After you left, days of summer came
too early, forcing blooms that will shrivel
in the next, inevitable, frost. I sleep and sleep
through the long heat. Afternoon shadows
slant across the grass. Women pass by in pale
dresses, bare skin. I close the shutters
against the sun. Later, rain. Snow
high and spare in the mountains. Aspens
greening by the river. Wild geese fly low,
dark wings skimming the water. I always
know what time it is where you are. Flowerbeds
fill with tulips, red and yellow, and blue,
blue iris. The river rises, dark and loud.
My flannel sheets are damp in the morning;
I fold them away, bring out the cotton.
A pair of mallards sit together on a floating
log on the muddy water. I watch patterns
of light on the ceiling, white plum blossoms.
Yesterday, I went to the nursery, brought home
pansies, petunias, sweet william. The river
runs faster, birch trees stand in the water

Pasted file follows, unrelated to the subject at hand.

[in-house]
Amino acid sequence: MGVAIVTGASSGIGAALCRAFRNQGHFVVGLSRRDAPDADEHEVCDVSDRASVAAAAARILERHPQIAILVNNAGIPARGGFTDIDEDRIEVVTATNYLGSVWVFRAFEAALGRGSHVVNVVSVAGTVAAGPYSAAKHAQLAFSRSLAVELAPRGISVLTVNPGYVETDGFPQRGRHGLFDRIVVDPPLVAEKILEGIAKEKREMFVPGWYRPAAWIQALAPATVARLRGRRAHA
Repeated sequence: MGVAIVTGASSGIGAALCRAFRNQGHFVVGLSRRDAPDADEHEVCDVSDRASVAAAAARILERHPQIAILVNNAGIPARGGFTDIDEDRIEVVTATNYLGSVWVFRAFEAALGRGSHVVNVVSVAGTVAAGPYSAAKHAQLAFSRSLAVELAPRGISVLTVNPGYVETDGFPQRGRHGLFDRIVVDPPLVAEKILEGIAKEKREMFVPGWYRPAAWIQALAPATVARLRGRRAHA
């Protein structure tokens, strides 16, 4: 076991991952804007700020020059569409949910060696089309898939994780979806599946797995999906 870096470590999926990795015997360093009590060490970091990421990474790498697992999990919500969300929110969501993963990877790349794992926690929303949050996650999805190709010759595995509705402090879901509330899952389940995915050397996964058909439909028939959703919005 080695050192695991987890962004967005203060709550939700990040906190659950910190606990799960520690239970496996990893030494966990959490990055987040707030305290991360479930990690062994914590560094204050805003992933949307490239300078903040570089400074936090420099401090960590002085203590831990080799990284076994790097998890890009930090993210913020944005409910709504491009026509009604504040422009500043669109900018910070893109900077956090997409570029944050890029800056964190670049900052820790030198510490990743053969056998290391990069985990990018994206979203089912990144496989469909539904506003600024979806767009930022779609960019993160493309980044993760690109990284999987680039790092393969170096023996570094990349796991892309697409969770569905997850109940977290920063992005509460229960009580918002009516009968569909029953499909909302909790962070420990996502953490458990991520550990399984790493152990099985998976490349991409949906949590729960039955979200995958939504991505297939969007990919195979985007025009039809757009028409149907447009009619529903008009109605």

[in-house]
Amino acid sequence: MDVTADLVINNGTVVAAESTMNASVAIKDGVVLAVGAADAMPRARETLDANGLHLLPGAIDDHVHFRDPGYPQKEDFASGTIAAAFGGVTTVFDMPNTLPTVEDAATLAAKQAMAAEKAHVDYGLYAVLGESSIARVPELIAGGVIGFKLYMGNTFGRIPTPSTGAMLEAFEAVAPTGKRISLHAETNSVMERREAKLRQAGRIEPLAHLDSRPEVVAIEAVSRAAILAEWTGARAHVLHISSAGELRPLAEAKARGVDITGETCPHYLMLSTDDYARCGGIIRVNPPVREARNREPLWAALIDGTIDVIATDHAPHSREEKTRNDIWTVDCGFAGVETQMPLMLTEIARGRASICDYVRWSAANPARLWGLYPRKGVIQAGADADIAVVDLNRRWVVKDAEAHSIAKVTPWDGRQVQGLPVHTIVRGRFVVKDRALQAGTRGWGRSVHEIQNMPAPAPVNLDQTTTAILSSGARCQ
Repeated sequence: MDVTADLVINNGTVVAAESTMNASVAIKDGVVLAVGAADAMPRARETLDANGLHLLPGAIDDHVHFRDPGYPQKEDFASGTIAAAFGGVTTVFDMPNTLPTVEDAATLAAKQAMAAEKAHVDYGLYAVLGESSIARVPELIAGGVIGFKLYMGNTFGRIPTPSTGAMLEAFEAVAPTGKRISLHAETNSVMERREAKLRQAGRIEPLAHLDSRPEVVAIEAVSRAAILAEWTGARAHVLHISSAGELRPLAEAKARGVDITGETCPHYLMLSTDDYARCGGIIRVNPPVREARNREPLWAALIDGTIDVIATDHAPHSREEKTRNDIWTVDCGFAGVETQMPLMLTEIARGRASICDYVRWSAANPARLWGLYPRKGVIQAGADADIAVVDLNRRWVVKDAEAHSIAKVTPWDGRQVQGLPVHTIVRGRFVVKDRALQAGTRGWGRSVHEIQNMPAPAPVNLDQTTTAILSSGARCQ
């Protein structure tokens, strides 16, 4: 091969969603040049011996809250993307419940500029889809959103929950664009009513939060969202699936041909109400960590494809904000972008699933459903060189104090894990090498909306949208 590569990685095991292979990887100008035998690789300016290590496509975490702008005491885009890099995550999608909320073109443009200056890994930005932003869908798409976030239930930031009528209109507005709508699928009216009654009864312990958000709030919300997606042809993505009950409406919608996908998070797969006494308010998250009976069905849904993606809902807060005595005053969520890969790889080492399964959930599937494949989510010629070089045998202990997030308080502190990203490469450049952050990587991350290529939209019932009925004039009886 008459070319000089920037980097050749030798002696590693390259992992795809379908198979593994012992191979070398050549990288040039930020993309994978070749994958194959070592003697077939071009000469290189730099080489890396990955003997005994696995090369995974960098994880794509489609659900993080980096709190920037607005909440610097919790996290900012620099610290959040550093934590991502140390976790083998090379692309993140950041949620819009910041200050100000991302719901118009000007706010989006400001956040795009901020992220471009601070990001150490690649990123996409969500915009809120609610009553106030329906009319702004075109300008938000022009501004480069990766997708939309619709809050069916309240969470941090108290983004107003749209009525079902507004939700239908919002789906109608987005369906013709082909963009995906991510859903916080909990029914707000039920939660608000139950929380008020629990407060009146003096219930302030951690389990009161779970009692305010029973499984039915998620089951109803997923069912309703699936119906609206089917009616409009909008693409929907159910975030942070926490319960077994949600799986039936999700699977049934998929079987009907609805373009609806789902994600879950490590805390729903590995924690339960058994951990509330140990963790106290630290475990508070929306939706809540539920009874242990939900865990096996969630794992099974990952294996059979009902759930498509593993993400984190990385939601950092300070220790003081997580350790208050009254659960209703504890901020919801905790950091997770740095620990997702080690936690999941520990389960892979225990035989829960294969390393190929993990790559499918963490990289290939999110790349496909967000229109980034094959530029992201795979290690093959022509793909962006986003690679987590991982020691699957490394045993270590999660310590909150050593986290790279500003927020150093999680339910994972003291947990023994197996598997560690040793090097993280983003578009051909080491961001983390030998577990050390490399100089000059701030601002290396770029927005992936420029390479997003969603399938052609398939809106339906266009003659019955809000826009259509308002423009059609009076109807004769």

at its edge. Under the dark surface, something
rises, sinks, tumbles in the current. This is how
it feels to love someone else's darling.
Light moves through the rooms, darkening
with clouds. I sit alone in my beautiful
house. I do not dream. I remember
your hands in my hair. I think about
the translucent sky; the fast river; the rocks
along the bank, wet and mossy; how old
women have carried firestones for years,
from camp to camp, nestled against their
bellies. My bones are dry kindling, my flesh
sweet oil. Blue flames flicker along my arms,
across my flowered sheets. Shadows move
on the bedroom walls.